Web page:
Pratt Regional Medical Center patient revenue has exceeded predictions.
The total patient revenue for Pratt Regional Medical Center is above predicted numbers for the last six months. Alan Waites, PRMC vice president for finances and Susan Page, PRMC president and CEO, presented a finance update to the Pratt County Commissioners at their regular weekly meeting on May 7.
The expenses were also to the good for $450,000 and the hospital is almost $1.9 million to the good for the year. He reported there was high Intensive Care Unit usage during March and April.
Waites said income was high and expenses were low so the hospital was in very good shape for the year.
Scott Harris, EMS director, said an adjustment in Medicaid would result in a 20 percent in- crease in ambulance reimbursement. It was the first adjustment Medicaid has made for ambulance reimbursement since 2005, Harris said. Harris said he was having trouble getting part time help because of the Pratt County residency requirement.
“I’m all for doing away with the residency clause. People do want to come here to work,” Harris said.
The commissioners voted to phase out the residency requirement to get more people interested in coming to Pratt County.
The Commissioners approved a Cloud based data system for emergency services for 36 months at an $11,276 annual fee.
Sheriff Jimmy White said he had been able to purchase two 2018 Dodge Charges for a total for both vehicles of $33,000.
Jason Winkel, landfill manager, said they had a good response the first day of free week at the landfill. He said they had 65 customers on Monday and were expecting those daily numbers to increase as the week progressed.
The clean out of the leachate pit is complete. A lot of material was removed and it was the consistency of peanut butter, Winkel said.
The leachate pit collects runoff water at the landfill then evaporates. There was so much material collected in the pit that water was backing up onto the driving area so the pit needed to be cleaned out.
The recycle center has received a lot of household hazardous waste recently including five truck loads of material from Elwood Lawrence construction. The swap shop had 90 gallons of paint and it was gone in three days, Winkel said.
Nancy Smith, Community Service work coordinator, reported they have 52 open files in three areas: Pratt County Attorney-20 open files; South Central Community Corrections- 20 open files; Court Services-12 open files.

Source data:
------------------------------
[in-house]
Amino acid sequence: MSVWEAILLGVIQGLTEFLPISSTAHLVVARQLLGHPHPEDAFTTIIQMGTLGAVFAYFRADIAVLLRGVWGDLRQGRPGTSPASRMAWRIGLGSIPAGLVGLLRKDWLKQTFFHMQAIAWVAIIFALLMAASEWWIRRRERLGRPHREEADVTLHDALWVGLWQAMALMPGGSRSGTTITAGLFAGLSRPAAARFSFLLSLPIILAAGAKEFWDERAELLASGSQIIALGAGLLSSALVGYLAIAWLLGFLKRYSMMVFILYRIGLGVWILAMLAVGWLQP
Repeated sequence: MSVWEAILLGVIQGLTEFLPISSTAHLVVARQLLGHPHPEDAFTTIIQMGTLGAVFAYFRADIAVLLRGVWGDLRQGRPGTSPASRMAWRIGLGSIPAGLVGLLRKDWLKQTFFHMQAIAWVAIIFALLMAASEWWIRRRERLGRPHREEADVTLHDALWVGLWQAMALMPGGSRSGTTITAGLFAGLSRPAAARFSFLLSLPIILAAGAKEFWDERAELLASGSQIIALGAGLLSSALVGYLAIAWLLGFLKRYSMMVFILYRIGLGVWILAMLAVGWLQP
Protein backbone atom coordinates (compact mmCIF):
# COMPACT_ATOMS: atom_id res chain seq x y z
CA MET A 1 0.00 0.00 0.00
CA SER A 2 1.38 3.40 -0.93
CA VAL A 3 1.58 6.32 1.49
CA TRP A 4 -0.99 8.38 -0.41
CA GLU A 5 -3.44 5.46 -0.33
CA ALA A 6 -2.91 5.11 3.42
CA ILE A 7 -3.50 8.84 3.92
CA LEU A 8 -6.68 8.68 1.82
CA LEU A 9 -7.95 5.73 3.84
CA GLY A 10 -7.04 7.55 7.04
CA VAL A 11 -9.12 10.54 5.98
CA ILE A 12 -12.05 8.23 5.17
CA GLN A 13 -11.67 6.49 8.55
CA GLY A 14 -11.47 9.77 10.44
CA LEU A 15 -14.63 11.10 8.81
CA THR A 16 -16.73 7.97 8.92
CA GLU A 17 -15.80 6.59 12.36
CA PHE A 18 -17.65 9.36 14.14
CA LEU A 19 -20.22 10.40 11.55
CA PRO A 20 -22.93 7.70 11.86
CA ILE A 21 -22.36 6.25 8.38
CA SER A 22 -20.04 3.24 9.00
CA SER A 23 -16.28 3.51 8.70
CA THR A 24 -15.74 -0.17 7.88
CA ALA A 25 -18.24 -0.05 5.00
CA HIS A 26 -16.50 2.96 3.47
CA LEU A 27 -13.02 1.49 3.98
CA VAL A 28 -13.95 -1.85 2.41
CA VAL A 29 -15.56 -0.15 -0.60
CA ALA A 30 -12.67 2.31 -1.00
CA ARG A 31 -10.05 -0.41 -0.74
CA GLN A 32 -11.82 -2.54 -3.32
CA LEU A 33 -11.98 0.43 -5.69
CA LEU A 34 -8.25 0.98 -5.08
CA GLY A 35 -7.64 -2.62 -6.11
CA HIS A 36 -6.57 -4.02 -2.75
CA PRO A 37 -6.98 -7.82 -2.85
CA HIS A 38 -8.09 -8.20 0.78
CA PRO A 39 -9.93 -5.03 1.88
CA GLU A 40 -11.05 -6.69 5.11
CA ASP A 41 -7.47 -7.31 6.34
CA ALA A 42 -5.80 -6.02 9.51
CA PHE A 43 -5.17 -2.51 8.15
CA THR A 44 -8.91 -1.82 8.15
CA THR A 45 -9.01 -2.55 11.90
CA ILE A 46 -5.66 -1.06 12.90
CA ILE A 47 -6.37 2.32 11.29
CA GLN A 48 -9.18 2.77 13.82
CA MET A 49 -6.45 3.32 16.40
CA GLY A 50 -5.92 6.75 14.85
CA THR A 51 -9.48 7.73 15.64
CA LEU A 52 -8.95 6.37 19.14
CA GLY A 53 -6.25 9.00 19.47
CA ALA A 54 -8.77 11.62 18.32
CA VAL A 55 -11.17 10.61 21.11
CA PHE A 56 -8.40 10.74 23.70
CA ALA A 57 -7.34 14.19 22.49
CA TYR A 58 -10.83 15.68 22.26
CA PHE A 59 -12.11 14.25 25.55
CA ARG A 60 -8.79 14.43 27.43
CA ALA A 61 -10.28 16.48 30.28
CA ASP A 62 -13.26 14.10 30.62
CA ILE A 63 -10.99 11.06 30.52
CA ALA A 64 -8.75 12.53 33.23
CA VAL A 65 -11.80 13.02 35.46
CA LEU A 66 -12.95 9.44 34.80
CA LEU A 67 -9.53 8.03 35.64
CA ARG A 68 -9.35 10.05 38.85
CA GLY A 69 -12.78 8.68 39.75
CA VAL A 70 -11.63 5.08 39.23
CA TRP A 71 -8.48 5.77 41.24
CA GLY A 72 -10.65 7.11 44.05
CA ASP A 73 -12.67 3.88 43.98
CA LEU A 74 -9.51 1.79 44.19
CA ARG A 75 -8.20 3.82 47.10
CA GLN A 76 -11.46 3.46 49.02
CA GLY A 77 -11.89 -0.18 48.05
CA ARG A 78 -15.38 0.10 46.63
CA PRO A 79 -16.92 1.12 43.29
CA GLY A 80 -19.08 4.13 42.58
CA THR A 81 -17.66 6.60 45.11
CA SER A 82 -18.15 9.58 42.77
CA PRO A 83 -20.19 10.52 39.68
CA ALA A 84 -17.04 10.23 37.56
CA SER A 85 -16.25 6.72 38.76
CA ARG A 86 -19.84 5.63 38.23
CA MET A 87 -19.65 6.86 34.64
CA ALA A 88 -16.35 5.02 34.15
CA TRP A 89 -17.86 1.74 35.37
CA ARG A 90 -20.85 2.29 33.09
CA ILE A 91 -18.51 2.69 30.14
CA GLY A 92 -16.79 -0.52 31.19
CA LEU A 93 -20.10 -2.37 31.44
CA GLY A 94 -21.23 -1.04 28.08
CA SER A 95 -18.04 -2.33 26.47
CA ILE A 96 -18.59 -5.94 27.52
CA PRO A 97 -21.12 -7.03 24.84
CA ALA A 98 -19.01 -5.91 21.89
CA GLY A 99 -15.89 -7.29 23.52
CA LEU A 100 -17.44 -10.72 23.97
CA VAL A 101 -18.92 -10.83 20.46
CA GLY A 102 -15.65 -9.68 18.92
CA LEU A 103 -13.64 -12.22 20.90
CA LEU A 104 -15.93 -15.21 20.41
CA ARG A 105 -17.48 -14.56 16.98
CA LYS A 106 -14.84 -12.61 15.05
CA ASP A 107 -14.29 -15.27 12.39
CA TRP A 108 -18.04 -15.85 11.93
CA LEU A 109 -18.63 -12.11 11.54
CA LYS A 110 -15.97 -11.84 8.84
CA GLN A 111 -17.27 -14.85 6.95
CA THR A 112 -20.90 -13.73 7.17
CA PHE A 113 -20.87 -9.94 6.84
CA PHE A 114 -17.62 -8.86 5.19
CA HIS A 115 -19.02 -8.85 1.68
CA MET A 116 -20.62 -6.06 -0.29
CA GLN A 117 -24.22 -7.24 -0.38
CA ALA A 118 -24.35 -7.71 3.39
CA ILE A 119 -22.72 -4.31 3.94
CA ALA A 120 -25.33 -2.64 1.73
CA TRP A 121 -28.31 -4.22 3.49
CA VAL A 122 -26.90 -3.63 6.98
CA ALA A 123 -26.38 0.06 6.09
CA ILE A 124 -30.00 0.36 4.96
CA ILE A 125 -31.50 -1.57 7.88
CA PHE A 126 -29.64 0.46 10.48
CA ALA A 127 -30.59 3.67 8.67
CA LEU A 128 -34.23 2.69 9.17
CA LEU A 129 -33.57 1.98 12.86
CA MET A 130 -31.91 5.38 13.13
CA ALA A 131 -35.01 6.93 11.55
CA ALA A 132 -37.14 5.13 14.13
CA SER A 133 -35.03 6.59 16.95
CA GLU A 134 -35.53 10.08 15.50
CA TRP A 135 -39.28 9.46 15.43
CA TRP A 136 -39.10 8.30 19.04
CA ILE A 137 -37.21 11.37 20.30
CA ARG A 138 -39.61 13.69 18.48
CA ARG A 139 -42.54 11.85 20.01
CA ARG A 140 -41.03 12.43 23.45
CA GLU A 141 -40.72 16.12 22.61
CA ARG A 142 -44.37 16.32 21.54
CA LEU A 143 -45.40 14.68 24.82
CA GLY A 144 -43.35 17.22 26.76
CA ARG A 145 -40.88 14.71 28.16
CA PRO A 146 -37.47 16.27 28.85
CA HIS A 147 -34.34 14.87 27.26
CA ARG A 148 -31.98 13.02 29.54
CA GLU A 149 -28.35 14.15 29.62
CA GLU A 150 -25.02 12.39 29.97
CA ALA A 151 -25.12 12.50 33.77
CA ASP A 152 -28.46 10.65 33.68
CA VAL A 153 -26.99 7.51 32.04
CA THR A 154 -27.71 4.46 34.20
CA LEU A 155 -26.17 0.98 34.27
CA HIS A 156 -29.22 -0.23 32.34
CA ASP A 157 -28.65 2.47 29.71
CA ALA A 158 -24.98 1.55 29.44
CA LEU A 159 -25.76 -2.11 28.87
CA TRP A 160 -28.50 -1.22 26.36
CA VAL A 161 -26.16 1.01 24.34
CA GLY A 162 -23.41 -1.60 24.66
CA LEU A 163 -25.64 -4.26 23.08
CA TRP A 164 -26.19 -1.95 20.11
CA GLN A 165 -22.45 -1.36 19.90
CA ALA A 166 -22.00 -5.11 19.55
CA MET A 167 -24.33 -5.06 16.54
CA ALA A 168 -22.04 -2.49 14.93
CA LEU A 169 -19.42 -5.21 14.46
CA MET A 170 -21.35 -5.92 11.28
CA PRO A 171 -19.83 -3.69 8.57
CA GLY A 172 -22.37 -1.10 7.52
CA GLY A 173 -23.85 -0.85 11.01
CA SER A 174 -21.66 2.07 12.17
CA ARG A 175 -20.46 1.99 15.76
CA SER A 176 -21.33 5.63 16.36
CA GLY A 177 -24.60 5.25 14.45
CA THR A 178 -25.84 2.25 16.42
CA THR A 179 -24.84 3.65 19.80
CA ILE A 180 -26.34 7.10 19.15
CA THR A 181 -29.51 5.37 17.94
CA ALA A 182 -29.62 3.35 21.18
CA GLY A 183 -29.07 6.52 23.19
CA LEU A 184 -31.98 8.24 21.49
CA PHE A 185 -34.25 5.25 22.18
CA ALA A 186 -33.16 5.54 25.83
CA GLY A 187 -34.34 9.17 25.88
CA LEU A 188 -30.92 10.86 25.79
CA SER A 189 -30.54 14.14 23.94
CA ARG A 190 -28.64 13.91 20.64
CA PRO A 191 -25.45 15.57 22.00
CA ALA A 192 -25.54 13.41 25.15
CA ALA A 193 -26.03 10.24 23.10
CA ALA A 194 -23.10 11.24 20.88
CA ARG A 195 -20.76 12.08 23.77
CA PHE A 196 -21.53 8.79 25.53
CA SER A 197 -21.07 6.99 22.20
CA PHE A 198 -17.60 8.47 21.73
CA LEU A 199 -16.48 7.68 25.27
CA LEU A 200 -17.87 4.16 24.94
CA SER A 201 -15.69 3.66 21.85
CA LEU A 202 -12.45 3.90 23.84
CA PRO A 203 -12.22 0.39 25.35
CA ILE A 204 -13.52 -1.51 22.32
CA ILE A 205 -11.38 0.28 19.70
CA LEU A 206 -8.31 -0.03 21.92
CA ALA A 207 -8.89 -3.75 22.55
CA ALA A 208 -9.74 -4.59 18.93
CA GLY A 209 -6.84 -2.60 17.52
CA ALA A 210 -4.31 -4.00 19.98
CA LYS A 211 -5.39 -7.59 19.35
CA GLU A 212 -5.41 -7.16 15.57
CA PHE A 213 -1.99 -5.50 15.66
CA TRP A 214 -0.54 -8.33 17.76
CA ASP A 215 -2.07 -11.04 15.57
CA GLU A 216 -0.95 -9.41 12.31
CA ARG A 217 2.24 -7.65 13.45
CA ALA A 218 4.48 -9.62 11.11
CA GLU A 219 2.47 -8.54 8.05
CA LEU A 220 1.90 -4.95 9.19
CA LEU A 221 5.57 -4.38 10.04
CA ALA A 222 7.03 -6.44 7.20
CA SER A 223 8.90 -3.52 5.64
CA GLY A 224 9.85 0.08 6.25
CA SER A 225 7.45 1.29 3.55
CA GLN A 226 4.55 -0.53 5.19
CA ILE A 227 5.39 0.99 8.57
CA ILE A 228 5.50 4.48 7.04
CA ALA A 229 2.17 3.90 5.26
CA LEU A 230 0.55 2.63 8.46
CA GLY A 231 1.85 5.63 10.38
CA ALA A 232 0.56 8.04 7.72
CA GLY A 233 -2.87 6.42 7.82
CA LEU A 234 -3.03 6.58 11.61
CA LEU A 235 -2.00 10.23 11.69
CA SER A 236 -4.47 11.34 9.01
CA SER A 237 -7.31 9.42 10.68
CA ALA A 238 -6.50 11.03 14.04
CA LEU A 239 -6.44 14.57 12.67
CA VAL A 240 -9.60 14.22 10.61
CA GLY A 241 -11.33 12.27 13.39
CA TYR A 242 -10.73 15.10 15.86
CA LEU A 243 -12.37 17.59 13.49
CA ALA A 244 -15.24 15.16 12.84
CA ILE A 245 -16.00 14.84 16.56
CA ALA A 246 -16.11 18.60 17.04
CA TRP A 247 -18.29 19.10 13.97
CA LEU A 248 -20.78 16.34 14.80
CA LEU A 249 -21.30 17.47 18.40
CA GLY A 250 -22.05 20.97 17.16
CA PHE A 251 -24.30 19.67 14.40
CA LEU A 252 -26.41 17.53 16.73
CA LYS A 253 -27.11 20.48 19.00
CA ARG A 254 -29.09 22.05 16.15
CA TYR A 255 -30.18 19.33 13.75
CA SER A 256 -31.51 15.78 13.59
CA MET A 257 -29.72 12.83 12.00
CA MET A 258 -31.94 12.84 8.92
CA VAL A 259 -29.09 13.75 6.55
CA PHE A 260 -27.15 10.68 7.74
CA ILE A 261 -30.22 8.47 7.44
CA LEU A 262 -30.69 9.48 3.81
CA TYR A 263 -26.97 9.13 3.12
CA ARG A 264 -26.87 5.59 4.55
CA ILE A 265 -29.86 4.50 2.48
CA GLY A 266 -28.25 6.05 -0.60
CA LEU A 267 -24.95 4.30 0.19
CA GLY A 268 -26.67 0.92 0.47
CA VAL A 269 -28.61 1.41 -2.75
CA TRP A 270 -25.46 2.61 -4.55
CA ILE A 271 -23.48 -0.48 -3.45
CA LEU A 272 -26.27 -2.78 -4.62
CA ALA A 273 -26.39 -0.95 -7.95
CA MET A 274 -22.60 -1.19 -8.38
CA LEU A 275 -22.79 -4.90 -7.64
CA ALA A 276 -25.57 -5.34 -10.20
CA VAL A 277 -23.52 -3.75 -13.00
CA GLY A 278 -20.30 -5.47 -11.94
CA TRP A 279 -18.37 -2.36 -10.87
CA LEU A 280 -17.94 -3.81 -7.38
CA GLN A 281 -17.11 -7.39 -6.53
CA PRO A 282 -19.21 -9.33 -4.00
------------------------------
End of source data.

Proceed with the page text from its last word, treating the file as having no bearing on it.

Nineteen clients have completed their community service hours since January. Community Service workers have worked in numerous locations around Pratt including Pratt County Recycling Center, Senior Commodity Distributions, Teen Center, Southwind Hospice Thrift Shop, Pratt Area Humane Society, Pratt County Food Bank, Red Cross Blood Drives, Pratt Are Public Transportation and Pratt County Courthouse. Some workers completed their service at Salvation Army sites in Hutchinson and Dodge City.
Tim Branscom, Pratt County Emergency Manager, said NextEra Energy is ready to start construction of the Pratt Energy Wind Farm in the southwest quadrant of the county. Everything needed to start construction has been completed and they can go full bore, Branscom said.
Emergency Management received an inquiry why emergency sirens were not sounded to alert people of a possible tornado during a severe storm that hit the area on May 2. Branscom said neither storm spotters in the area nor the National Weather Service in Dodge City reported tornadoes so the sirens were not sounded. Some rotation was seen in the Coats area but it swiftly dissipated and storm spotters at Iuka and Byers saw no tornadoes.
“If we don’t see a tornado, we don’t sound sirens,” Branscom said.
Emergency Management worked with the school systems during the storm. They alerted the schools that the storm was coming and it would arrive when schools were letting out so they told the districts to hold the buses until the storm had passed, Branscom said.
Thad Henry and Paula Blasi, representing the Pratt County Historical Society, presented a budget request for $35,000. Henry said this was important because without the support of the county, the society would not be where they are now. The society and museum gross receipts, including the county support, was $65,000 last year.